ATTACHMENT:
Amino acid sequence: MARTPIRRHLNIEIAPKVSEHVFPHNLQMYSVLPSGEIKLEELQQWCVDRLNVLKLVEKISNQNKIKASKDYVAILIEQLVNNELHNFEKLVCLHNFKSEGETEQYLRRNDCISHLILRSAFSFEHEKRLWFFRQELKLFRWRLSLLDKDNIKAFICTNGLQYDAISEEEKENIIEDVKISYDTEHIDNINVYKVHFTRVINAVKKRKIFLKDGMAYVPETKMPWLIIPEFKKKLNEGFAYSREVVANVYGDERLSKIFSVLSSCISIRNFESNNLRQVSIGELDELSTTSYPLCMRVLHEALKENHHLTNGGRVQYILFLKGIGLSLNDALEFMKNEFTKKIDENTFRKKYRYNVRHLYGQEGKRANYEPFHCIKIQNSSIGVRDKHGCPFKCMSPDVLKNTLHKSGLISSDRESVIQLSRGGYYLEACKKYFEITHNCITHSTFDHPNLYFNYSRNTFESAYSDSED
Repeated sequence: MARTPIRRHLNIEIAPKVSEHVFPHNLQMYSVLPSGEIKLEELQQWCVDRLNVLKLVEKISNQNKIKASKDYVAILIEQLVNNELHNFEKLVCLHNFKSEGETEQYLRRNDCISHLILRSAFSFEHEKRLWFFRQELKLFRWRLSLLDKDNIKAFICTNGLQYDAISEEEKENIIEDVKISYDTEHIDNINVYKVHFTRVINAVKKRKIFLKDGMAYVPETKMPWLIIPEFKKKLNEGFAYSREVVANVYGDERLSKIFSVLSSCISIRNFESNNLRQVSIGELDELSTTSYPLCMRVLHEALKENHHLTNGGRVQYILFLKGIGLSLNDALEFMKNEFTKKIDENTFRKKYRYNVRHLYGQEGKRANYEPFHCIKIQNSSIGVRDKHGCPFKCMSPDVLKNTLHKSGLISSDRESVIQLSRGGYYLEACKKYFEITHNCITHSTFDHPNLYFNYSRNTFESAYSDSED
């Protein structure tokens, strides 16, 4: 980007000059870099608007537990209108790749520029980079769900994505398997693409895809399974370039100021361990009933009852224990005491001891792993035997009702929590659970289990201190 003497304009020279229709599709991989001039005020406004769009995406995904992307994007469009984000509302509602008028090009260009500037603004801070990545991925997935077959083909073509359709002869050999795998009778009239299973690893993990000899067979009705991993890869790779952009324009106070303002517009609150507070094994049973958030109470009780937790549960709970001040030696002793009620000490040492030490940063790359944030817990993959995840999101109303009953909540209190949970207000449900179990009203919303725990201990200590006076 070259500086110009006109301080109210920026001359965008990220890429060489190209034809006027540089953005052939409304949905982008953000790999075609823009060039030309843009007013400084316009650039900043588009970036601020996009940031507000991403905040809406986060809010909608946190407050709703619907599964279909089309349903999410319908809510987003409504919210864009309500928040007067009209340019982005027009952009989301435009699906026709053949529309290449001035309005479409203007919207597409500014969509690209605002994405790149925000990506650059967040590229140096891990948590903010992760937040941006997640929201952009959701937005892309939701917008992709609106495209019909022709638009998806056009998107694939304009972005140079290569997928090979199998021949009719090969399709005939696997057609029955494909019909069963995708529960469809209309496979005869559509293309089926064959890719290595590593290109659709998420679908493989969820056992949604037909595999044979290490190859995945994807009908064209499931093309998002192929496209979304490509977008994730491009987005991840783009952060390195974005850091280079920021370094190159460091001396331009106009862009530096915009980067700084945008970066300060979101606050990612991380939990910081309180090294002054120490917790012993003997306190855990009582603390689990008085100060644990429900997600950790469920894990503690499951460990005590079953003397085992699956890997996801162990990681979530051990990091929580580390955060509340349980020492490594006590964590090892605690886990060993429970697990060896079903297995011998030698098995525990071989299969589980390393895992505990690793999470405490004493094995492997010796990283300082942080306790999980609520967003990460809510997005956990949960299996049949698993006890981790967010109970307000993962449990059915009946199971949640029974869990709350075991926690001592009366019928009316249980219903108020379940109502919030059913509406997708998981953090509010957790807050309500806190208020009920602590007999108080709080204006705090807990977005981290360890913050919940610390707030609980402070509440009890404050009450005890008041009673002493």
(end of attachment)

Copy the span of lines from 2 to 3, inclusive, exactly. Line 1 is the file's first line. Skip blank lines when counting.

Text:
Repeated sequence: MARTPIRRHLNIEIAPKVSEHVFPHNLQMYSVLPSGEIKLEELQQWCVDRLNVLKLVEKISNQNKIKASKDYVAILIEQLVNNELHNFEKLVCLHNFKSEGETEQYLRRNDCISHLILRSAFSFEHEKRLWFFRQELKLFRWRLSLLDKDNIKAFICTNGLQYDAISEEEKENIIEDVKISYDTEHIDNINVYKVHFTRVINAVKKRKIFLKDGMAYVPETKMPWLIIPEFKKKLNEGFAYSREVVANVYGDERLSKIFSVLSSCISIRNFESNNLRQVSIGELDELSTTSYPLCMRVLHEALKENHHLTNGGRVQYILFLKGIGLSLNDALEFMKNEFTKKIDENTFRKKYRYNVRHLYGQEGKRANYEPFHCIKIQNSSIGVRDKHGCPFKCMSPDVLKNTLHKSGLISSDRESVIQLSRGGYYLEACKKYFEITHNCITHSTFDHPNLYFNYSRNTFESAYSDSED
């Protein structure tokens, strides 16, 4: 980007000059870099608007537990209108790749520029980079769900994505398997693409895809399974370039100021361990009933009852224990005491001891792993035997009702929590659970289990201190 003497304009020279229709599709991989001039005020406004769009995406995904992307994007469009984000509302509602008028090009260009500037603004801070990545991925997935077959083909073509359709002869050999795998009778009239299973690893993990000899067979009705991993890869790779952009324009106070303002517009609150507070094994049973958030109470009780937790549960709970001040030696002793009620000490040492030490940063790359944030817990993959995840999101109303009953909540209190949970207000449900179990009203919303725990201990200590006076 070259500086110009006109301080109210920026001359965008990220890429060489190209034809006027540089953005052939409304949905982008953000790999075609823009060039030309843009007013400084316009650039900043588009970036601020996009940031507000991403905040809406986060809010909608946190407050709703619907599964279909089309349903999410319908809510987003409504919210864009309500928040007067009209340019982005027009952009989301435009699906026709053949529309290449001035309005479409203007919207597409500014969509690209605002994405790149925000990506650059967040590229140096891990948590903010992760937040941006997640929201952009959701937005892309939701917008992709609106495209019909022709638009998806056009998107694939304009972005140079290569997928090979199998021949009719090969399709005939696997057609029955494909019909069963995708529960469809209309496979005869559509293309089926064959890719290595590593290109659709998420679908493989969820056992949604037909595999044979290490190859995945994807009908064209499931093309998002192929496209979304490509977008994730491009987005991840783009952060390195974005850091280079920021370094190159460091001396331009106009862009530096915009980067700084945008970066300060979101606050990612991380939990910081309180090294002054120490917790012993003997306190855990009582603390689990008085100060644990429900997600950790469920894990503690499951460990005590079953003397085992699956890997996801162990990681979530051990990091929580580390955060509340349980020492490594006590964590090892605690886990060993429970697990060896079903297995011998030698098995525990071989299969589980390393895992505990690793999470405490004493094995492997010796990283300082942080306790999980609520967003990460809510997005956990949960299996049949698993006890981790967010109970307000993962449990059915009946199971949640029974869990709350075991926690001592009366019928009316249980219903108020379940109502919030059913509406997708998981953090509010957790807050309500806190208020009920602590007999108080709080204006705090807990977005981290360890913050919940610390707030609980402070509440009890404050009450005890008041009673002493």